Maintaining Standards Within your Web Apps Team.

By: John Detlefs
Posted: June 10, 2020

If you work in technical teams you will ultimately end up having a disagreement. These disagreements can be as minor as what should be linted and as major as the ethics of the product you are building. Being able to proactively address potential sources of conflict and choosing battles judiciously is an art that I have yet to master.

In JavaScript, GoLang, C++ and other languages there will always be new versions with new grammars to accomplish some goal. In Javascript, the recent addition of "nullish" ternaries and optional chaining are a good example. Oftentimes you might look at these features and see them as obvious, and a coworker might look at it and think its abstruse.

Ultimately, you have to ask yourself, "What is the bare minimum of knowledge required for someone to contribute to this app?"

Below I've attempted to outline some of the various aspects of technical decision making while building web apps.

Choice of Platform

Next, Now, Gatsby, Amplify, Create-React-App, Webpack, Hugo, Netlify, Heroku, Wordpress, whatever you do just settle on a choice that works for your team. Figuring out the newest hotness and switching platforms discards any institutional knowledge that the team might have had with the previous tools. Changes in this regard should be thoroughly researched, justified, and should be open to being reverted in the future.


Concise grammar is often times very useful, but at what cost? In the past we have run into issues where we used a neat trick let someNumber = +<our_string_here>.

This trick, while neat, actually obscures what is happening. In this case we have decided as a team to prefer a very explicit syntax let someNumber = Number(<our_string_here>)

Different languages and domains seem to have different conventions. In GoLang naming is encouraged to be concise far more often than in JavaScript. Learning a different language can remind you that your best practices can be extremely arbitrary and are a function of what language you work in.

Type Safety

Type safety is a relatively new concern in Frontend Development. Types help confidence in code, but at what cost? As a team, we try to avoid the use of any and other incomplete or poorly written type definitions. Furthermore, we have started to use generics in type definitions, generics as a tool are powerful but often hard to understand for the uninitiated. Type assertions like const foo = (bar as unknown) as string are unwieldy looking. This and more can be used as fodder by folks who don't want to adopt the practice. If you are pushing for the adoption of static typing in your team, ultimately the onus is on you to act as an advocate for the practice. The use of error reporting tools is your friend. Catalog and discuss the number of errors in untyped code that could have been solved by a static type system. Remind folks of the autocomplete features you get from your IDE. Offering to open PRs to help add types to an existing PR is one way of slowly introducing folks to your perspective. Your coworkers almost always have a point when bringing up counter-arguments. Listen to them and try to work on compromises that get your work ultimately more stable for your end user.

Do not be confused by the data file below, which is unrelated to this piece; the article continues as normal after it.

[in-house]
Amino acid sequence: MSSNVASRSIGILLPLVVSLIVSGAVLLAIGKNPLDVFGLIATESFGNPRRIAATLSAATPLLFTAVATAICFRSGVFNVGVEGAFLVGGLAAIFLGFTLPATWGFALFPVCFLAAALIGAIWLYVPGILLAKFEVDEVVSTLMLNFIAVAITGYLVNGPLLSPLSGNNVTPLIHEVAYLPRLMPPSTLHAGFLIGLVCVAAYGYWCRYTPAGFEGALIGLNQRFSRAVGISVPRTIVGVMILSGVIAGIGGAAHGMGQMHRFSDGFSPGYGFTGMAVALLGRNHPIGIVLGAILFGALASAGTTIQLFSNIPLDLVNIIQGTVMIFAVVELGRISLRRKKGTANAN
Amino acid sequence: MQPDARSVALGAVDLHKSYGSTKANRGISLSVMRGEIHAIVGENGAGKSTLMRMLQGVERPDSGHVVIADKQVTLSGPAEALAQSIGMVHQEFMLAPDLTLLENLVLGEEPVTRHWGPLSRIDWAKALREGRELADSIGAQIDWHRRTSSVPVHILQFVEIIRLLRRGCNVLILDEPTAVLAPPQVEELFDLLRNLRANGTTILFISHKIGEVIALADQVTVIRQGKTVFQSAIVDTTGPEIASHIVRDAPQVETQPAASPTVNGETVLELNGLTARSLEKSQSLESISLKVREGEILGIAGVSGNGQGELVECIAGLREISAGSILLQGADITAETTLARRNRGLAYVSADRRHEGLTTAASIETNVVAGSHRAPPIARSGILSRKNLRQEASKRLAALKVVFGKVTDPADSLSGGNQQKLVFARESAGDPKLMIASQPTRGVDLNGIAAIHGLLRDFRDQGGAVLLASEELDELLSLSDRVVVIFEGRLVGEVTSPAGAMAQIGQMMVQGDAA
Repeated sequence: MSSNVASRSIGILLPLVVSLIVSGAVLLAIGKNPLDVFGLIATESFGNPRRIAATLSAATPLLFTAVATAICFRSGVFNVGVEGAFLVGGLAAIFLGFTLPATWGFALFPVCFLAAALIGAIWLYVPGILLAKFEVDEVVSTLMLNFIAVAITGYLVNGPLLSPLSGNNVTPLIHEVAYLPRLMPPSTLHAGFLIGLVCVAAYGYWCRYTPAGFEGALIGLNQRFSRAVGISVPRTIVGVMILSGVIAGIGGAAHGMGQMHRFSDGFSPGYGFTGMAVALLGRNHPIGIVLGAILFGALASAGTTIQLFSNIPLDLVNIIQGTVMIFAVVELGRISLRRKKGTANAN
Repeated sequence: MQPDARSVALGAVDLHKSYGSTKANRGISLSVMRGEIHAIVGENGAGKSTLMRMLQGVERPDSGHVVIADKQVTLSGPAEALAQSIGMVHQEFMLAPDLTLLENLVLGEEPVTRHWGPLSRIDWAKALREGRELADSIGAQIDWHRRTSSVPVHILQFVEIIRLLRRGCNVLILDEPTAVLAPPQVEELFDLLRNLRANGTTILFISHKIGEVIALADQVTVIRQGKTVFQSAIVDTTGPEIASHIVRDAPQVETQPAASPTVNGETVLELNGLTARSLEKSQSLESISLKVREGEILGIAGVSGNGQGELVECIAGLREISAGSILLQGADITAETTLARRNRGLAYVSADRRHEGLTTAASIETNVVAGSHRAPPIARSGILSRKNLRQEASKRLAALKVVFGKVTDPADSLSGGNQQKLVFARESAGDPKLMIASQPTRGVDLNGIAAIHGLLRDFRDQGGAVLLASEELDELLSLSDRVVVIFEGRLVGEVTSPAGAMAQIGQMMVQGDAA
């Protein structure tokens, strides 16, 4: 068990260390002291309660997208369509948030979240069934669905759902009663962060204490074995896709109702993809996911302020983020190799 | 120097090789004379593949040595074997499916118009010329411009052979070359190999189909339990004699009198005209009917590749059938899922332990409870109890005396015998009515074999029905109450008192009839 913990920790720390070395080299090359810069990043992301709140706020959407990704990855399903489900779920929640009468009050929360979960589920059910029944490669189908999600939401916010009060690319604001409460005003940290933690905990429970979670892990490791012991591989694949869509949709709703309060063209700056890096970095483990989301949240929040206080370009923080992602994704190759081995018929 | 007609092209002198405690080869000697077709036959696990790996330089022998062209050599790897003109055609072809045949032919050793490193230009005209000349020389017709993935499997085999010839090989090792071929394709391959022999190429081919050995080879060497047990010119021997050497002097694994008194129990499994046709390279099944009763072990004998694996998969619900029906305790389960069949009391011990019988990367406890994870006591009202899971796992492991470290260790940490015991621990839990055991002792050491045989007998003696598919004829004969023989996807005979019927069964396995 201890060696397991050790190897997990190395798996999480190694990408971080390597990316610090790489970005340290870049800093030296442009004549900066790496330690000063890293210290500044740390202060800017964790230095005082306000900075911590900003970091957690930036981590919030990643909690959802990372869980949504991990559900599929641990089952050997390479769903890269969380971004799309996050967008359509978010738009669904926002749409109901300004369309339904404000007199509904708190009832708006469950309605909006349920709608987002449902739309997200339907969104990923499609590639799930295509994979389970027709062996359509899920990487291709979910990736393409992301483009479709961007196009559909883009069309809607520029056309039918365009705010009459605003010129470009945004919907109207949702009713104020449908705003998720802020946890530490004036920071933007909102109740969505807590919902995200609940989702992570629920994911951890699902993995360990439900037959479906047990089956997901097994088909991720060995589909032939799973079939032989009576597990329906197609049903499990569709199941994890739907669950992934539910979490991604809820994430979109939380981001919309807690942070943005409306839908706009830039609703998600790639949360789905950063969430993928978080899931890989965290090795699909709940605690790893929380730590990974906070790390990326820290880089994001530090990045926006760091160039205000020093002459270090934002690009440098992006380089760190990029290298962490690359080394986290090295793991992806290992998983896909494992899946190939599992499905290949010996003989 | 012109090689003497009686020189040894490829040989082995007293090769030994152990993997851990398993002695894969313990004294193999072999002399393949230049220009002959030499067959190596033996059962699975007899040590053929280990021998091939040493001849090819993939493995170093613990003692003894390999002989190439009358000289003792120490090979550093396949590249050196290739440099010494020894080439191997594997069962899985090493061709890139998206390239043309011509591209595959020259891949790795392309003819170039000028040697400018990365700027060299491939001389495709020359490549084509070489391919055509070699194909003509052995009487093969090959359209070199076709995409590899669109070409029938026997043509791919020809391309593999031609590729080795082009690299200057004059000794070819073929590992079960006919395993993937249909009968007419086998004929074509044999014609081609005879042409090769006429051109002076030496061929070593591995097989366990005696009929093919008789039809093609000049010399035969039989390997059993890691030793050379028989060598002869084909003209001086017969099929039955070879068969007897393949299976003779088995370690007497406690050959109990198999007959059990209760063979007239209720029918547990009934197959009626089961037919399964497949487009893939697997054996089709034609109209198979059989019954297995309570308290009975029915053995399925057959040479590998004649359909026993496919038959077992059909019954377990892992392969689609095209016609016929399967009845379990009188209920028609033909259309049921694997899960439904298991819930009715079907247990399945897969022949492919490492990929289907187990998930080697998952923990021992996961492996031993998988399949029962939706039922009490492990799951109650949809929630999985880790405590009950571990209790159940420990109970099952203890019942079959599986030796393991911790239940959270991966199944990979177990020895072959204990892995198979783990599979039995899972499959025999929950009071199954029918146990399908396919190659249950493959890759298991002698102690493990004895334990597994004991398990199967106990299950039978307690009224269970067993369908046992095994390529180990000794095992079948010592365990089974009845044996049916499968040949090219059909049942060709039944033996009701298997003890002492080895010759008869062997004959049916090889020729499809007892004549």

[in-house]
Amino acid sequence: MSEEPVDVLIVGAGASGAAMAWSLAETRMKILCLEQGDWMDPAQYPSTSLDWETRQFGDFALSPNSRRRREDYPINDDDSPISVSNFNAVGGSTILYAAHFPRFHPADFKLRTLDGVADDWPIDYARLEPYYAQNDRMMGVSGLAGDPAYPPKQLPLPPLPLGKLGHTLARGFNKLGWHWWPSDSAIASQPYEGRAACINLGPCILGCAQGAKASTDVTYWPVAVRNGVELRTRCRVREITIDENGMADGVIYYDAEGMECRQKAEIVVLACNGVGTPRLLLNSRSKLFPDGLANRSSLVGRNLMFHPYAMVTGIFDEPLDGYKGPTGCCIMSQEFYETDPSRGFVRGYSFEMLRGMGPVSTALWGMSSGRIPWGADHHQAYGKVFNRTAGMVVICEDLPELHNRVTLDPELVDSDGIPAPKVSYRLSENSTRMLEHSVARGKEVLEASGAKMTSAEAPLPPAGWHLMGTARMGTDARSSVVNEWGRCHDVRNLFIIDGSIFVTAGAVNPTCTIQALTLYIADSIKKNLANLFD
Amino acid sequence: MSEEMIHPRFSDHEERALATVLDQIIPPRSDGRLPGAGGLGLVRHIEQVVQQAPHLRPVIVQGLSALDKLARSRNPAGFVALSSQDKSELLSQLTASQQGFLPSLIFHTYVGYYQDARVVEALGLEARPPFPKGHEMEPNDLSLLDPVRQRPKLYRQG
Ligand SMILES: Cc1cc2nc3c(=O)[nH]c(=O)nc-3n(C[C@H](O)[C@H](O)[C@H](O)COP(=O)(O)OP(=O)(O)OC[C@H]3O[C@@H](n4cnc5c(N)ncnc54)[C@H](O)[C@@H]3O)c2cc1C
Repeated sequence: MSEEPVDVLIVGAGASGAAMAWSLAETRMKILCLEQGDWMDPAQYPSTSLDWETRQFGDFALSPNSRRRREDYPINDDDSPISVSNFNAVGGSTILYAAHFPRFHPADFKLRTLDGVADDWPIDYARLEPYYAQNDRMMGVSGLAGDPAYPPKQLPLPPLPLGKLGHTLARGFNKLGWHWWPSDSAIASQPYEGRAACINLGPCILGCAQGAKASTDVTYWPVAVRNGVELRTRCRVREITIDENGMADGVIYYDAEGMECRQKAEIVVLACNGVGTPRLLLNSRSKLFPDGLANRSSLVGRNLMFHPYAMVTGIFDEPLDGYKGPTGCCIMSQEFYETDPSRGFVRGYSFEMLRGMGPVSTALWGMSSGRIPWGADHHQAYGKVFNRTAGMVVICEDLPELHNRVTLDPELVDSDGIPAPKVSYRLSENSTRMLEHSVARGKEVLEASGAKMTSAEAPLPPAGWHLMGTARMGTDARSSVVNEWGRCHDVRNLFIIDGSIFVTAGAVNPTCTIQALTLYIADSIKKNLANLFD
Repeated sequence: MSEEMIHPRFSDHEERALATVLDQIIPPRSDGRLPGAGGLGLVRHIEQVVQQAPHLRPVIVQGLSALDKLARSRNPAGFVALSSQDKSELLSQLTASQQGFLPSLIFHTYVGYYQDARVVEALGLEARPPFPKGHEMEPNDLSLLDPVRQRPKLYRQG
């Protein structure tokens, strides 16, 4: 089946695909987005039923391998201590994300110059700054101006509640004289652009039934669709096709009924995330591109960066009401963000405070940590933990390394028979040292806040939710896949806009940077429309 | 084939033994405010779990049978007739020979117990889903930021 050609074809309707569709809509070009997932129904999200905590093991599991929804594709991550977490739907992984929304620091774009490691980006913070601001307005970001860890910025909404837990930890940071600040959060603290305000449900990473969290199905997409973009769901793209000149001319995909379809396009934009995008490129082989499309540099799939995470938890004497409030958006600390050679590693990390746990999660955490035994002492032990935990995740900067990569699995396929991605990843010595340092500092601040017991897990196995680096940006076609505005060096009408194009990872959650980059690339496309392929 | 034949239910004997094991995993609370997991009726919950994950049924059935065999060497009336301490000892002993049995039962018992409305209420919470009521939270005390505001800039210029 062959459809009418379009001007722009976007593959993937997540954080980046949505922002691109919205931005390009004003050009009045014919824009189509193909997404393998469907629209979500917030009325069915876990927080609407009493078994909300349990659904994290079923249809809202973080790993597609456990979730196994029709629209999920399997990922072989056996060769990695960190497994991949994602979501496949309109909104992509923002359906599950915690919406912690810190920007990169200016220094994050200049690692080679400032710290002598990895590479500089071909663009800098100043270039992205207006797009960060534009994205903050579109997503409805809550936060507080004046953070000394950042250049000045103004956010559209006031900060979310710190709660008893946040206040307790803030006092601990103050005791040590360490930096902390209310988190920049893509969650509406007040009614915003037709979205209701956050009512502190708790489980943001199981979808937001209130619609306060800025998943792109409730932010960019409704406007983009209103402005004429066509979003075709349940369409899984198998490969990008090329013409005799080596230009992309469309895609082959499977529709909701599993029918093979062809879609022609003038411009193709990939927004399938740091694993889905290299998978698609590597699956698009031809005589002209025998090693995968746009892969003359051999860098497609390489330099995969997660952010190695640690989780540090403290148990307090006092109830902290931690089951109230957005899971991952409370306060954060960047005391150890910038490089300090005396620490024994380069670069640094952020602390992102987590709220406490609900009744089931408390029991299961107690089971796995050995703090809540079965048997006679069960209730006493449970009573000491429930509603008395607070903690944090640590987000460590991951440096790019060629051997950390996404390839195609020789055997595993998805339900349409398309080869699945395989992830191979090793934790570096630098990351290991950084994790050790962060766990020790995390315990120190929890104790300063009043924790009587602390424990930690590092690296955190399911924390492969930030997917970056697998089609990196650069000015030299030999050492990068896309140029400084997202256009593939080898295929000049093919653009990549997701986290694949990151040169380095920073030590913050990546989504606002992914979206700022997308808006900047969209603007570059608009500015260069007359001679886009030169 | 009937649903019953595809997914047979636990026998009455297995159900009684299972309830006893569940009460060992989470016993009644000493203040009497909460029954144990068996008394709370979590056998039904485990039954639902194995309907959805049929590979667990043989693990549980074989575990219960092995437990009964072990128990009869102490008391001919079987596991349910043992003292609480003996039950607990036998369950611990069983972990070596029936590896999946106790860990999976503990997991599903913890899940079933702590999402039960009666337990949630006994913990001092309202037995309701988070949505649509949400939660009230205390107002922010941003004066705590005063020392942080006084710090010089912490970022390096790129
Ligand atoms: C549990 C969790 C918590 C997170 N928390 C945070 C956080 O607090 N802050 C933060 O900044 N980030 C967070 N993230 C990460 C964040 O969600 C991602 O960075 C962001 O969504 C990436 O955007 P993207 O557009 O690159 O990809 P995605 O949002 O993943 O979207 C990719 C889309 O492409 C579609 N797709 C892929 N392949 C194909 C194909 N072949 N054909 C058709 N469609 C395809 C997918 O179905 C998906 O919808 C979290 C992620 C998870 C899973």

This is the number one hill to die on for me. If you are not testing code that is being put into code that is making your company money, you are being negligent as a developer. You don't need to do test driven development, but try make sure that you have a process that automates the necessity of covering some percentage of code. At work and in open source I have used to do this, but there are plenty of tools to do the job. Almost every feature isn't done until it has tests. If you don't test you're just creating debt that someone will be burdened with later. If your company thinks tests make the development process too slow, ask them to consider the cost of continuously having to revisit work that was declared to be finished without tests.

General Architecture & Performance

Avoid speculative generality. Beware of premature optimization. Performance, scalability, and maintainability all come from building the minimal viable thing that you can iterate on while following these standards. If you prepare for all possible futures, your work wont live to see any of them. See "A Tip On Managing Complexity In React and Typescript" for more.


Unit testing, browser testing / integration testing and code coverage. All of these things are imperative in business projects for velocity.

If you have the DevOps resources or the right platform, deploy previews are a boon for developers who don't want to have to pull down a PR. This helps avoid the 'I've just walked into a new room and have forgotten why I'm here effect."


One word: lawsuit. Even if you don't care about providing a workable experience in your app for people with disabilities. Which makes you at the minimum an ass, you are opening your company up to a lawsuit in the future.

"What is the bare minimum of knowledge required for someone to contribute to this app?" The bare minimum is whatever you agree on as a team.

Consider these listed topics as a starting off point for launching discussions within your team. The point is that you should be talking about standards and being empathetic to folks who maybe aren't as psyched about the latest feature, tool, or platform as you are, and try to find a common ground you can agree on.